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BDSM Versus the DSM

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A history of the fight that got kink de-classified as mental illness

A history of the fight that got kink de-classified as mental illness

By Merissa Nathan Gerson

Asking your partner to tie you to the bedpost, telling them to slap you hard in the throes of lovemaking, dressing like a woman if you are a man, admitting a fetish for feet: Just a few years ago, any of these acts could be used against you in family court.

This was the case until 2010, when the American Psychiatric Association announced that it would be changing the diagnostic codes for BDSM, fetishism, and transvestic fetishism (a variant of cross-dressing) in the next edition of its Diagnostic and Statistical Manual of Mental Disorders (DSM), published in 2013. The new definitions marked a distinction between behavior—for example, playing rough—and actual pathology. Consenting adults were no longer deemed mentally ill for choosing sexual behavior outside the mainstream.

The change was the result of a massive effort from the National Coalition for Sexual Freedom (NCSF), an advocacy group founded in 1997 “to advance the rights of and advocate for consenting adults in the BDSM-Leather-Fetish, Swing, and Polyamory Communities.” At the time, these types of sexual behavior, by virtue of their inclusion in the DSM, were considered markers of mental illness—and, as a result, were heavily stigmatized, often with legal repercussions. In family court, an interest in BDSM was used as justification to remove people’s children from their custody.

“We were seeing the DSM used as a weapon,” says Race Bannon, an NCSF Board Member and the creator of Kink-Aware Professionals, a roster of safe and non-judgmental healthcare professionals for the BDSM and kink community. (The list is now maintained by the NCSF.) “Fifty Shades [of Grey] had not come along,” says Bannon, an early activist in the campaign to change the DSM. “[Kink] was still this dark and secret thing people did.”

Since its first edition was published in 1952, the DSM has often posed a problem for anyone whose sexual preferences fell outside the mainstream. Homosexuality, for example, was considered a mental illness—a “sociopathic personality disturbance”—until the APA changed the language in 1973. More broadly, the DSM section on paraphilias (a blanket term for any kind of unusual sexual interest), then termed “sexual deviations,” attempted to codify all sexual preferences considered harmful to the self or others—a line that, as one can imagine, is tricky in the BDSM community.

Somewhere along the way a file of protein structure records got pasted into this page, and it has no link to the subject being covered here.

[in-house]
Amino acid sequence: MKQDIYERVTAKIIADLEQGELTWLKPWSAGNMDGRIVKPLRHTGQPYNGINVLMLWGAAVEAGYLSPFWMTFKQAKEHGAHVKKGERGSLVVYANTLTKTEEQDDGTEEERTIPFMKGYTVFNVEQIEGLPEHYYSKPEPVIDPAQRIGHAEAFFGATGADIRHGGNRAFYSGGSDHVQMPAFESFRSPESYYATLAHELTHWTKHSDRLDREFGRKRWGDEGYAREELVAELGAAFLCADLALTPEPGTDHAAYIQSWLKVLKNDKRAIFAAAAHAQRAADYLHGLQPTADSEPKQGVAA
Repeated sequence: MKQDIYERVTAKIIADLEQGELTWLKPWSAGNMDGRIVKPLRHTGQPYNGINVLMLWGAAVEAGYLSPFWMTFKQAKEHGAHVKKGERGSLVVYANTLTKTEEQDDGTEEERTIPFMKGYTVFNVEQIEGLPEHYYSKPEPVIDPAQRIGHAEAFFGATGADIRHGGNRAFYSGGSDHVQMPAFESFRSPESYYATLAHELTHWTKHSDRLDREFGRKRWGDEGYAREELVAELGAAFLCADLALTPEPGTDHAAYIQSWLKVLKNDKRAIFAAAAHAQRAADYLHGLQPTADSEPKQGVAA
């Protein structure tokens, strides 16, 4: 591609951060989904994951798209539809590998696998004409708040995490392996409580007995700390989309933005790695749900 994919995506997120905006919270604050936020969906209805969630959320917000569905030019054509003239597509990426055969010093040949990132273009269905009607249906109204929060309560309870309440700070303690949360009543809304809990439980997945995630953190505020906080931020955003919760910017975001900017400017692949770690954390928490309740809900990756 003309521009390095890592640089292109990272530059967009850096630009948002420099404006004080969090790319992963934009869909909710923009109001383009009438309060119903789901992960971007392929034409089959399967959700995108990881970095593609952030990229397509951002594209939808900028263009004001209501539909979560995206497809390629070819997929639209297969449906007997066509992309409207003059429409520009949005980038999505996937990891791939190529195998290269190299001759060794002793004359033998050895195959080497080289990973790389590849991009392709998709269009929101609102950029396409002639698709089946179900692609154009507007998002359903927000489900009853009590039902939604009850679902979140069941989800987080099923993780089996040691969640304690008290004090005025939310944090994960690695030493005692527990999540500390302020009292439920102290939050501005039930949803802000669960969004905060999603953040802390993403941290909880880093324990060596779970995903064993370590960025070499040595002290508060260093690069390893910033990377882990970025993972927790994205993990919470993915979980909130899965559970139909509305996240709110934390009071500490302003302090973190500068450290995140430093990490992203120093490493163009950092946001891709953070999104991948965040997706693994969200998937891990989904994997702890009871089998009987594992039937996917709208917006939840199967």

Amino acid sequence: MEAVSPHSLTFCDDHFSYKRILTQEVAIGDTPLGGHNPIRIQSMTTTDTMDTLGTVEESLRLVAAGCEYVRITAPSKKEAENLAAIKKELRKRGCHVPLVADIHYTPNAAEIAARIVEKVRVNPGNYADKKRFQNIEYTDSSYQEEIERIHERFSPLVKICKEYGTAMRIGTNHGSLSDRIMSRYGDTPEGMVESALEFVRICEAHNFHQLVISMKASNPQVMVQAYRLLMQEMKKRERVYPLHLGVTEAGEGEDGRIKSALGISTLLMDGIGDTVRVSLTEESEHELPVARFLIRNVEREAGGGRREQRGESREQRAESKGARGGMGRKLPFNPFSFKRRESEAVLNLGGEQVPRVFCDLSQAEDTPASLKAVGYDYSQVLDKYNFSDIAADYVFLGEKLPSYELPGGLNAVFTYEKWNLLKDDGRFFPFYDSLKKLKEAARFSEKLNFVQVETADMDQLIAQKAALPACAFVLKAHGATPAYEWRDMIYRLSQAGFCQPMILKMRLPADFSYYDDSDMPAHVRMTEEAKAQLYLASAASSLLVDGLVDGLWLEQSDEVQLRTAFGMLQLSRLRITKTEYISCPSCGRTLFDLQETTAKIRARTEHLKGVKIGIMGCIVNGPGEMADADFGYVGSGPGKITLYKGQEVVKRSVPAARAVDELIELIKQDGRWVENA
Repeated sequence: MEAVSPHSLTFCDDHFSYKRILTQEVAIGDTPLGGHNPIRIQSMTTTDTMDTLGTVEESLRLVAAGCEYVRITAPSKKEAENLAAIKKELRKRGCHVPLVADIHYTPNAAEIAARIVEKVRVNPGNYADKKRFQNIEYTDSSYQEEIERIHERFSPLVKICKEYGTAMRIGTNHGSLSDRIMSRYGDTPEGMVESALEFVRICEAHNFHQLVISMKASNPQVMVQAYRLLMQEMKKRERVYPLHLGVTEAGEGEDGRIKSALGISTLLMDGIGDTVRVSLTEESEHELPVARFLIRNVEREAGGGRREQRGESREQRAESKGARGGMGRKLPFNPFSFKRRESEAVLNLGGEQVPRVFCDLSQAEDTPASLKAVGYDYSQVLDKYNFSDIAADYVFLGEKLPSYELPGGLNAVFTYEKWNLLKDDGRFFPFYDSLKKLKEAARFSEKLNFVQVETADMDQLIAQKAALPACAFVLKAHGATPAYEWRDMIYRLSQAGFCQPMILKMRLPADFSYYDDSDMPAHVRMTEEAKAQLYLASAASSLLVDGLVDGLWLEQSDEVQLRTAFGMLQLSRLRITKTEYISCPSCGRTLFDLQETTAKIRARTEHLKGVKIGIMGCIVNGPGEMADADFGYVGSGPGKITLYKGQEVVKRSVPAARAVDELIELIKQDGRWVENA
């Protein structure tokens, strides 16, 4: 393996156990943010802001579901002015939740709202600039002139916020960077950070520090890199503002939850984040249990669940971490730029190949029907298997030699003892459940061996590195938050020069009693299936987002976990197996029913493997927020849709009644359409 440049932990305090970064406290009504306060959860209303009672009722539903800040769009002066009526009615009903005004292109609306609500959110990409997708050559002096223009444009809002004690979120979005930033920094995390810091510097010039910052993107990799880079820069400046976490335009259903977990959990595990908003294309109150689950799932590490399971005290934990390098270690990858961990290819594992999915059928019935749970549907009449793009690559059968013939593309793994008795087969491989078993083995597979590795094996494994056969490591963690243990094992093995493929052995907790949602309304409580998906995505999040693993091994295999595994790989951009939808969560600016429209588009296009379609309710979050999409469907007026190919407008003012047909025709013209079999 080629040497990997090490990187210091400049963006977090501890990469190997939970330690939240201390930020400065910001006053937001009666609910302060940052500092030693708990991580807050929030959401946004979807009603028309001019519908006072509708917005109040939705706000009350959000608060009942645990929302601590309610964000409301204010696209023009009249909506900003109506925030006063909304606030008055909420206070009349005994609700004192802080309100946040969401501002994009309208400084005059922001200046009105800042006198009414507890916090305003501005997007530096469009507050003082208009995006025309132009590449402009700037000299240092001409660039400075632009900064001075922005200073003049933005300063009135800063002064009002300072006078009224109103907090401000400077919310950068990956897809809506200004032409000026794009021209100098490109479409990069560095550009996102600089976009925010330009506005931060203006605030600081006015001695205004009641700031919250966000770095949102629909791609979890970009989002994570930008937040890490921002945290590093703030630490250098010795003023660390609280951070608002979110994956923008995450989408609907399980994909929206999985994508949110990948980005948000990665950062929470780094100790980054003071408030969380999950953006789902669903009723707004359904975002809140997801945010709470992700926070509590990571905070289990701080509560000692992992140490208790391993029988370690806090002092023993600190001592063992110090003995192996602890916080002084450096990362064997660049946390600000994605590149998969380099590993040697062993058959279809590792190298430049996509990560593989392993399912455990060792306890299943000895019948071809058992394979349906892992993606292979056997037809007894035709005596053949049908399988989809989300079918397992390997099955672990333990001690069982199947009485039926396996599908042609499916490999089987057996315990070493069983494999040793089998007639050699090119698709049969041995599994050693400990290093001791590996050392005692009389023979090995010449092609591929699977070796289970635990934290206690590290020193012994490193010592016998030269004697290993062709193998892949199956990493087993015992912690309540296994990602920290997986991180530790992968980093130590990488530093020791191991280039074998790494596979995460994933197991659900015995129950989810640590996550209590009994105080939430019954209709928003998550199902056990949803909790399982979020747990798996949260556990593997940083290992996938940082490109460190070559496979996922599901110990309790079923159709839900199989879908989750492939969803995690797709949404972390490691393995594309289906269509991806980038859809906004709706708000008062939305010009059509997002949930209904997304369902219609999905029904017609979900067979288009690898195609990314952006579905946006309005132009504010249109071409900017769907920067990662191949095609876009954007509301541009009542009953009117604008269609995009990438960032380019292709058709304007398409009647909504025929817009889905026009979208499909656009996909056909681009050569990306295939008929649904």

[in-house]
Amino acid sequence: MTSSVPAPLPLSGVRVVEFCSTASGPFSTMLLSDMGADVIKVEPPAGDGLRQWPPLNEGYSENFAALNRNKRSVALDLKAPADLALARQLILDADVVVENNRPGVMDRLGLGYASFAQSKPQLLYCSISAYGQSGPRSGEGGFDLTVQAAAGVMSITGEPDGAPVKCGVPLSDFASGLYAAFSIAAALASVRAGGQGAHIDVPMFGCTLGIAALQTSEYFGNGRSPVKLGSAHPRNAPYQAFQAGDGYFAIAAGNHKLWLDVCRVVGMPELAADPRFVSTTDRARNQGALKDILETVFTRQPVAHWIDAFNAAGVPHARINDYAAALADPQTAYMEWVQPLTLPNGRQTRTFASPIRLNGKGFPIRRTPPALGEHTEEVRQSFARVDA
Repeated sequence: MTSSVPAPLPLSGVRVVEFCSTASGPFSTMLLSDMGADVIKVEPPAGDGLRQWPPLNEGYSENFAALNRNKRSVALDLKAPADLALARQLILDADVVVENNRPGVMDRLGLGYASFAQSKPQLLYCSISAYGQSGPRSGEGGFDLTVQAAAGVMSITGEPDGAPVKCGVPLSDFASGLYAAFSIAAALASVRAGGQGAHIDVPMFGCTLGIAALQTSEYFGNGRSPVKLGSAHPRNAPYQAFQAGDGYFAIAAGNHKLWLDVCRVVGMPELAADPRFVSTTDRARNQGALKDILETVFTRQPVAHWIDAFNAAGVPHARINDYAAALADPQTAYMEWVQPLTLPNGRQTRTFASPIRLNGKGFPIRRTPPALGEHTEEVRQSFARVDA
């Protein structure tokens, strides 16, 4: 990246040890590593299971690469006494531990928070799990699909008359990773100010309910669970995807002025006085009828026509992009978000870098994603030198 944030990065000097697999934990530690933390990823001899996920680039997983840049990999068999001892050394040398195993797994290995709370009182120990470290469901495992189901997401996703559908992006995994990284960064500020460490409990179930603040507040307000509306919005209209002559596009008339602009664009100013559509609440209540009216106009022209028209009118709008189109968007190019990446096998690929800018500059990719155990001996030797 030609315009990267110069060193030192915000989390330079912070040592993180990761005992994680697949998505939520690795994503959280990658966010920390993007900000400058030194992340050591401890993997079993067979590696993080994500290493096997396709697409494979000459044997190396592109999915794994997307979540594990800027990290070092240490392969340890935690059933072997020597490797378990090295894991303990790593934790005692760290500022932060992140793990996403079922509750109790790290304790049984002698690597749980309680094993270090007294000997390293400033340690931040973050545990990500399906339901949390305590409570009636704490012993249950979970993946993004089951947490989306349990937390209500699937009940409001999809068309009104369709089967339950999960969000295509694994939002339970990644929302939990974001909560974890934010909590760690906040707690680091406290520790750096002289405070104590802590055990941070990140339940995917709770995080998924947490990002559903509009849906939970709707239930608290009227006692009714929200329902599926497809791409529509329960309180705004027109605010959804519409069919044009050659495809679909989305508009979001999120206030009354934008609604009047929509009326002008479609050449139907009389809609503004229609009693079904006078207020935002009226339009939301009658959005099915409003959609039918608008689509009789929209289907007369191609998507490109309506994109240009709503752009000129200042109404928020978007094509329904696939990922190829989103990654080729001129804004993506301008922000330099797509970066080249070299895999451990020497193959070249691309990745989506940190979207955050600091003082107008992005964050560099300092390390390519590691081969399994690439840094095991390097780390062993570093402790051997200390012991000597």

The effort to de-classify kink as a psychiatric disorder began in 1980s Los Angeles with Bannon and his then-partner, Guy Baldwin, a therapist who worked mostly with the gay and alternative sexualities communities. Bannon, a self-described “community organizer, activist, writer, and advocate” moved to Los Angeles in 1980 and soon became close with Baldwin through their mutual involvement as open participants in and advocates for the kink community. “I’m fairly confident that I was the first licensed mental-health practitioner anywhere who was out about being a practicing sadomasochist,” Baldwin says.

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The pair was spurred to action after the 1987 edition of the DSM-III-R, which introduced the concept of paraphilias, changed the classifications for BDSM and kink from “sexual deviation” to actual disorders defined by two diagnostic criteria. To be considered a mental illness, the first qualification was: ‘‘Over a period of at least six months, recurrent, intense sexual urges and sexually arousing fantasies involving the act (real, not simulated) of being humiliated, beaten, bound, or otherwise made to suffer.’’ The second: ‘‘The person has acted on these urges, or is markedly distressed by them.’’

“1987 was a bad shift,” Wright recalls. “Anyone who was [voluntarily] humiliated, beaten, bound, or any other alternate sexual expression was considered mentally ill.”

With the new language, Baldwin says, he quickly realized that laws regarding alternative sexual behavior would continue to be problematic “as long as the psychiatric community defines these behaviors as pathological.”

“I knew there were therapists around the world diagnosing practicing consensual sadomasochists with mental illness,” he says.

At the time that the new DSM was published, Baldwin and Bannon were planning to attend the 1987 march on Washington, D.C., in support of gay rights; after the new criteria came out, they decided to host a panel discussion for mental-health professionals in the State Department auditorium, where they announced the launch of what would come to be known as “The DSM Revision Project.”

“We asked how many people in the room were mental-health professionals,” Baldwin says, and “two-thirds of the people in the room raised their hands. And we said, ‘The way this needs to happen is, licensed mental-health practitioners need to write the DSM committee that reviews the language of the DSM concerned with paraphilias.’”

Around 40 or 50 people left the session with the information needed to write the letters. “We did not know exactly what would result,” Bannon recalls. “We did not think we would see dramatic changes suddenly.”